This post was originally just a collection of random thoughts about private schools, a rant if you will. I was sure I would offend many of you who have your kids in private school. Instead of running just a big long rant, my assistant editor Jill said she wanted to turn it in to a Pro/Con post and she volunteered to write the Pro part. So my part will be the Con and hers will be the Pro. Just remember that I don’t care what you do with your money as long as you can afford it. You want to blow it on travel, wakeboat gas, private school, or whatever, it’s your choice so long as you can do it and still put 20% toward retirement. All right, here we go.
Random Thought # 1 – Private school is a big rock
I often talk about the big rocks in your personal finances. This “big rock” phrase comes from the famous thought experiment where you try to fit a certain amount of rocks, gravel, and sand into a jar. If you start with the big rocks, everything fits in. If you start with the sand, there’s no room for the gravel, much less the big rocks. The point is to pay attention to the big rocks first. This is in opposition to the Latte Factor as made famous by Bach, i.e. the idea that if you just stop buying lattes you’ll be rich eventually. I would advocate that it is far easier to just pay attention to the big rocks and then you can have all the lattes you want. Since we all only have a limited amount of willpower to tell ourselves “no,” it is far better to use that limited willpower on the big rocks in our financial lives.
So what are the big rocks in your budget? Housing and transportation certainly qualify. So do vacations and state income taxes. But guess what else belongs in there? That’s right, private school. I mean look at what it costs. In my area, it’s about $10K per year per kid, and I’m told that is really cheap compared to places like the Bay Area and D.C. where it might be $30K per year per kid. But whether you have 6 kids in Utah or 2 kids in California, $60K a year in tuition is a huge rock. $60K a year invested at 5% real for 13 years is over a million dollars, $2.4M if you let it continue to compound for another 17 years at that rate. According to surveys of physicians in their 60s, about 57% have a net worth of less than $2 Million.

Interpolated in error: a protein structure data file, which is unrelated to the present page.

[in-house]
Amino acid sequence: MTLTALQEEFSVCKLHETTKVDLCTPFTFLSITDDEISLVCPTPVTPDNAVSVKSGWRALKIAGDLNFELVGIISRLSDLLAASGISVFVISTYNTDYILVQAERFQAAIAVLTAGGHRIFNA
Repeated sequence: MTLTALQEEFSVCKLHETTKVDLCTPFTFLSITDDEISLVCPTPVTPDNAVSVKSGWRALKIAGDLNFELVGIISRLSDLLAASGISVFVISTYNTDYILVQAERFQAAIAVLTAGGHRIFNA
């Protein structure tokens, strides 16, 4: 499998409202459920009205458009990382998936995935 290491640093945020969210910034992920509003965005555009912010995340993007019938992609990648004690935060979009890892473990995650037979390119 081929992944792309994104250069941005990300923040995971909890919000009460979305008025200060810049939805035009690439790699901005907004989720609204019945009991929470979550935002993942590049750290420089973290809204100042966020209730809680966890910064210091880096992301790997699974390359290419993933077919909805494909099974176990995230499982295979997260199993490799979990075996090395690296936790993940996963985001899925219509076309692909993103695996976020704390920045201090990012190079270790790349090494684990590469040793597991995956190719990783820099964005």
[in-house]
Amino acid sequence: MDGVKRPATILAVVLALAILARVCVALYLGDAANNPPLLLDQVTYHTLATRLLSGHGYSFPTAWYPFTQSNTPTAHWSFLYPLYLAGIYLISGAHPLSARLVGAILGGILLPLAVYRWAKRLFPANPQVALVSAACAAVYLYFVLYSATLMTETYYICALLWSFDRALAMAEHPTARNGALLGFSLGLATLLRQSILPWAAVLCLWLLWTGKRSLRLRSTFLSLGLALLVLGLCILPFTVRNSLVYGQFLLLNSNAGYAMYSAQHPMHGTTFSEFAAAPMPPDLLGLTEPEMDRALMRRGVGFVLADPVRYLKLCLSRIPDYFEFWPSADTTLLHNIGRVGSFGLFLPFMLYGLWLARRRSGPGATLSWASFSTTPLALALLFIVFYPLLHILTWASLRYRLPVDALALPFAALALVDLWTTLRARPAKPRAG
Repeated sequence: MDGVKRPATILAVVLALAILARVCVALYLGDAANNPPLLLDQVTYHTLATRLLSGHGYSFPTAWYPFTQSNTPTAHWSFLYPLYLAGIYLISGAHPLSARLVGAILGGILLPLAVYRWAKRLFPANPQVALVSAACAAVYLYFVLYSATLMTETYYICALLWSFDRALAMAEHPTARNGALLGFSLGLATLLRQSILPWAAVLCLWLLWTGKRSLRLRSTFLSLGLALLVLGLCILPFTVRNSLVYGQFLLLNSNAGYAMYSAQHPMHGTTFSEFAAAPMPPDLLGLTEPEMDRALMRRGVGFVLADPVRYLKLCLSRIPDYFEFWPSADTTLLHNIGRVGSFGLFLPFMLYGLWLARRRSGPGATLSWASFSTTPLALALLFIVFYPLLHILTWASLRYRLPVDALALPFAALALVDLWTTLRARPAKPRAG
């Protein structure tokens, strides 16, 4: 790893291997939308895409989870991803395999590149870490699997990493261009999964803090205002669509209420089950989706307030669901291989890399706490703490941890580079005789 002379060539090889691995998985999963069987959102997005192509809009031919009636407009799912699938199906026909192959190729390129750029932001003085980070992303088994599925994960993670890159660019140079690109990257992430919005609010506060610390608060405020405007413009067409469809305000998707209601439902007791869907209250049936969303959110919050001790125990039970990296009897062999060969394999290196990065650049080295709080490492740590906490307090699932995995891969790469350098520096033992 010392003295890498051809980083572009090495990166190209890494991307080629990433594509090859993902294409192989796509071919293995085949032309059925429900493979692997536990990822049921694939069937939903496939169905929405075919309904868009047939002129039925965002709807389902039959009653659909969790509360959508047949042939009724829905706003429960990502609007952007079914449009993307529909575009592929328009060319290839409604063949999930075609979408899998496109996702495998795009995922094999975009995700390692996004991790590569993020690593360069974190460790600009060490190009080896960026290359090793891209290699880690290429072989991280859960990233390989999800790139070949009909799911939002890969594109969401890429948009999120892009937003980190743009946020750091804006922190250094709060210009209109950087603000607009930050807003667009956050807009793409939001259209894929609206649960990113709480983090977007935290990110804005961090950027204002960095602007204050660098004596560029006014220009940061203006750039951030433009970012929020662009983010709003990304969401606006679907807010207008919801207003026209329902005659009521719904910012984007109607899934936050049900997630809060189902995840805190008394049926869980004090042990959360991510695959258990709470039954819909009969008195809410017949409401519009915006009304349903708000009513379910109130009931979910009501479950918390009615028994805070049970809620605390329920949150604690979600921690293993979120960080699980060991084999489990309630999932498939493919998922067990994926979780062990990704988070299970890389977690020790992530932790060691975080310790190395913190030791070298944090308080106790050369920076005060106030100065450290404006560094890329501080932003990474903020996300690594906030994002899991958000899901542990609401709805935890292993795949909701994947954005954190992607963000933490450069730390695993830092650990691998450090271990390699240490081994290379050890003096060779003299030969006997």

Shop carefully for the big rocks.
Random Thought # 2 – Private school affects public schools
Okay, here’s where our bias comes in. Our kids are all in public schools. We went to public schools. We volunteer in public schools. My wife worked in public schools. Her mother worked in public schools. Her grandparents worked in public schools (and her grandfather was a superintendent.) Nobody in my family has EVER gone to a private high school. We live in an area with excellent public schools. We are big supporters of public schools. In fact, with this most recent election, the only sign we had in our yard was a pro-school bond sign.
That said, one of the big beefs I have with private schools is their tendency to siphon off resources that could go toward the public school system. No matter what you believe, it is pretty hard to argue that public schools are not providing a societal good that benefits all of us. A better-educated citizenry improves the economy, society, and government for all of us.
When the children of the educated, wealthy, and/or moral are removed from public schools in order to get a “better” education, that leaves those in the public schools worse off. Kids learn not only from their teachers but also from their peers. That goes for scholastic and non-scholastic subjects. Private schools may also siphon off the most talented and dedicated teachers, although I suppose I have no data to support that. Parents that are likely to put their kids in private schools are also those most likely to be very supportive of the school- i.e. volunteer time, donate extra money, ensure their kids are on top of their school work and behavior etc. Removing those kids and their parents from the public school system decreases the societal benefit of the public school system for all of us. Don’t get me wrong, private school attending families are paying the same property taxes as everyone else, but there’s a lot more to support than just paying your taxes.
Random Thought # 3 – Financially, it’s usually better to move
I get this question a lot. A family feels like they live in an area where the public schools are lousy and they are trying to decide whether to move to a more expensive area and put their kids in public schools or stay where they’re at and pay for private school tuition. The right answer is usually to move, whether it is just down the street or to another state. The reason boils down to basic math.
When you pay private school tuition, that money is gone. When you buy a more expensive house, the value of the house is likely to keep up with inflation and then come back to you eventually. Plus, the cost of the house is a one-time expense rather than a recurring one.